What is the “legal” definition of insubordination?

Posted 10-12-1997

Rita Risser’s response:

The word insubordinate can be seen as in = not, subordinate = subject to the authority of another. Someone who is insubordinate is refusing to recognize the authority of the employer. In essence, they are quitting because they no longer are willing to work for you.

Insubordination, thus, is always grounds for immediate termination, unless the order being refused is illegal, immoral or unethical. It is permissible to fire an employee for refusing to complete a task the employee deems trivial or unimportant.

Information here is correct at the time it is posted. Case decisions cited here may be reversed. Please do not rely on this information without consulting an attorney first.


About the Author:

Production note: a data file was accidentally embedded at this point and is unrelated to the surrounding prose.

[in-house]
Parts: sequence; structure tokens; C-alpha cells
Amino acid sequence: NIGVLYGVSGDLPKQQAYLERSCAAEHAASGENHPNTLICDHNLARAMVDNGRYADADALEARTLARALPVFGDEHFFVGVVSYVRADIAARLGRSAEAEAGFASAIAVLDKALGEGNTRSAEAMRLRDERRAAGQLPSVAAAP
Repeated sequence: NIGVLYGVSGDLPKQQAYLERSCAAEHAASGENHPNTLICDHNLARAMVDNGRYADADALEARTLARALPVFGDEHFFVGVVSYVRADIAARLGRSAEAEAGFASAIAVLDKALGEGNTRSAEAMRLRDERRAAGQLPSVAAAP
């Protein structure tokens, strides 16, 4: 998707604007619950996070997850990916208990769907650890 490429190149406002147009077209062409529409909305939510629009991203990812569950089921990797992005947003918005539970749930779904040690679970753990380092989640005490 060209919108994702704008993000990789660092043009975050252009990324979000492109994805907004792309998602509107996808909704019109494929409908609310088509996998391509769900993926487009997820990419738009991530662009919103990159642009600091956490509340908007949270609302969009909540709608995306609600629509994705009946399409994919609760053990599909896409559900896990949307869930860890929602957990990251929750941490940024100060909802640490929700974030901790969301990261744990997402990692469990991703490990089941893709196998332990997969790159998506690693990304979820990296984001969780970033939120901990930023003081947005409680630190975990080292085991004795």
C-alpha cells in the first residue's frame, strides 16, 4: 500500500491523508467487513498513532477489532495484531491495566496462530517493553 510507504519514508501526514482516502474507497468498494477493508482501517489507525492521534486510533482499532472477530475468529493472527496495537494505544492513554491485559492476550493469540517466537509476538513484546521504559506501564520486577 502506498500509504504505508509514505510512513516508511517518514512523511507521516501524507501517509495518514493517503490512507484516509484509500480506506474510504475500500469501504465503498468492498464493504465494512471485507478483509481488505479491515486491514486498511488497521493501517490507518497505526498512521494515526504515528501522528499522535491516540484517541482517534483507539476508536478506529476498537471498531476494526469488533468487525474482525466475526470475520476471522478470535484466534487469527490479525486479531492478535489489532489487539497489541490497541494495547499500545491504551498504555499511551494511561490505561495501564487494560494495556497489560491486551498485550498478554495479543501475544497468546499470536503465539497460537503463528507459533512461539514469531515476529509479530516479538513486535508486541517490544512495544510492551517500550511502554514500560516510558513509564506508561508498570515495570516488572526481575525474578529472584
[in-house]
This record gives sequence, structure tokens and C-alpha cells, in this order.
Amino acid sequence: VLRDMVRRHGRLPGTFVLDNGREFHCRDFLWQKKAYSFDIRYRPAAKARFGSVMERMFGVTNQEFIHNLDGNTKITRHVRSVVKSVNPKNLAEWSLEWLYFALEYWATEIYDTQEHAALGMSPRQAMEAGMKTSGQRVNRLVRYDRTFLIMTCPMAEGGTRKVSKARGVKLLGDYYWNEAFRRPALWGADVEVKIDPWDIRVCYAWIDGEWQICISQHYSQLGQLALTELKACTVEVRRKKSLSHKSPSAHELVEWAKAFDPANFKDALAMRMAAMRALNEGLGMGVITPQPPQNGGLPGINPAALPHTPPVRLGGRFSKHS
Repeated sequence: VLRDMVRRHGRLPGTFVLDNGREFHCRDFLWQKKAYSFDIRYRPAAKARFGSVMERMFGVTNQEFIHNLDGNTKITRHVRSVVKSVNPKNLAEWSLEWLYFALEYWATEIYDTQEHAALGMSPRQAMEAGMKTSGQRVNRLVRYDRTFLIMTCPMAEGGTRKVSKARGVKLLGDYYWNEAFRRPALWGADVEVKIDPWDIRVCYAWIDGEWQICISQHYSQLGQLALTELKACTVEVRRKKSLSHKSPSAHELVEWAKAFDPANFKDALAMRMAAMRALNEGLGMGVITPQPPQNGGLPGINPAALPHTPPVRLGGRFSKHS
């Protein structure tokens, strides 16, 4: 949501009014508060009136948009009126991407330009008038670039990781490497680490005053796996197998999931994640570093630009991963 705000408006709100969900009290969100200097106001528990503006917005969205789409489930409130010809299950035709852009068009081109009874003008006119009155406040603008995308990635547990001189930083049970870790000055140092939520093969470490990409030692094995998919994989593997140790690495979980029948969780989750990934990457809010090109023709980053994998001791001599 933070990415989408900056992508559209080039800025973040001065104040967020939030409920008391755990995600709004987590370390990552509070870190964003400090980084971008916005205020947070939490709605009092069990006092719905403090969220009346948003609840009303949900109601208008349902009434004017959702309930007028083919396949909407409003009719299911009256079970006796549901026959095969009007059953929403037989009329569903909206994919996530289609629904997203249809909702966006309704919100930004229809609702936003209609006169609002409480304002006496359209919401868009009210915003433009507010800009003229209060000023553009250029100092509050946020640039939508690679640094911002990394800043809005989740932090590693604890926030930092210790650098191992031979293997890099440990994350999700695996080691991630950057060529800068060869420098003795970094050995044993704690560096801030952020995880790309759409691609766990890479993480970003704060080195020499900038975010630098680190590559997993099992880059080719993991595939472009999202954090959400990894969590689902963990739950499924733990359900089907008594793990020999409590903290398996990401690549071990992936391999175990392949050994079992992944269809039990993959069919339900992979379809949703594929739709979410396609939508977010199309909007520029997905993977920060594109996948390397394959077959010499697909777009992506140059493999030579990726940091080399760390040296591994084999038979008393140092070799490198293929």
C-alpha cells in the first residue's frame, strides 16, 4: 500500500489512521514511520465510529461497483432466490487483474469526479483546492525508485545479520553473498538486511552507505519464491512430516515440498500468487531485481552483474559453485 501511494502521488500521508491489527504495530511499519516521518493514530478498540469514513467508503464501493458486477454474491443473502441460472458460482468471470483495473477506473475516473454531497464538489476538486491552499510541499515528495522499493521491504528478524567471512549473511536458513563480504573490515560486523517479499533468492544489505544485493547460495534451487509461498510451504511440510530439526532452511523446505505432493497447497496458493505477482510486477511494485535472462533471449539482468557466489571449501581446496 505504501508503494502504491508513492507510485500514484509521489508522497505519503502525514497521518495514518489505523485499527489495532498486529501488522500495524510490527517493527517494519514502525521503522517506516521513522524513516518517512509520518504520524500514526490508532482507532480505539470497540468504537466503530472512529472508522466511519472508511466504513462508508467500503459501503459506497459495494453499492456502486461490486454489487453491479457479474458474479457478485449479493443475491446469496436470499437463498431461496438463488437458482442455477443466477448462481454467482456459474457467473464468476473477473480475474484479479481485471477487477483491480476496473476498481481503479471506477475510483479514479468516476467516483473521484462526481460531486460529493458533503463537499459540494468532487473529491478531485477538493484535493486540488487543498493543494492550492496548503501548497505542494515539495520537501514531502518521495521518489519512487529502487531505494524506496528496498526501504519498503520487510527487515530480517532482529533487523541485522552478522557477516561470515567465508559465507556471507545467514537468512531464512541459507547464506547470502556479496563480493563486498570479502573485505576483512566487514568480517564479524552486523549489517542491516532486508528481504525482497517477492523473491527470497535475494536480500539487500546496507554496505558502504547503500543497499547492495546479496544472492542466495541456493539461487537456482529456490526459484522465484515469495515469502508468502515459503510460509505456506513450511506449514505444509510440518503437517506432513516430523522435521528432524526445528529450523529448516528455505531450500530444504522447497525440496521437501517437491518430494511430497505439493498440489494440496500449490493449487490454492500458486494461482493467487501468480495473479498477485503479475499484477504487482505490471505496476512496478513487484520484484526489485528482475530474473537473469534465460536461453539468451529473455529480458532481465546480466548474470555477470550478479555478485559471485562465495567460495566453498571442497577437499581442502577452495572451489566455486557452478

Rita M. Risser Chai is the founder of Fair Measures. An attorney in California for 20 years and now an attorney in Hawaii, she authored the Prentice Hall book, Stay Out of Court! The Manager’s Guide to Preventing Employee Lawsuits. She developed most of the curriculum used by Fair Measures, created the firm’s first website praised in HR Magazine, and wrote numerous articles on employment law including one on best practice harassment prevention training published in the magazine of the American Society for Training and Development (now ATD). She taught Law and Human Resources at the University of California, Santa Cruz, for eight years, and has presented four times at the annual conventions of the Hawaii Society of Human Resource Management.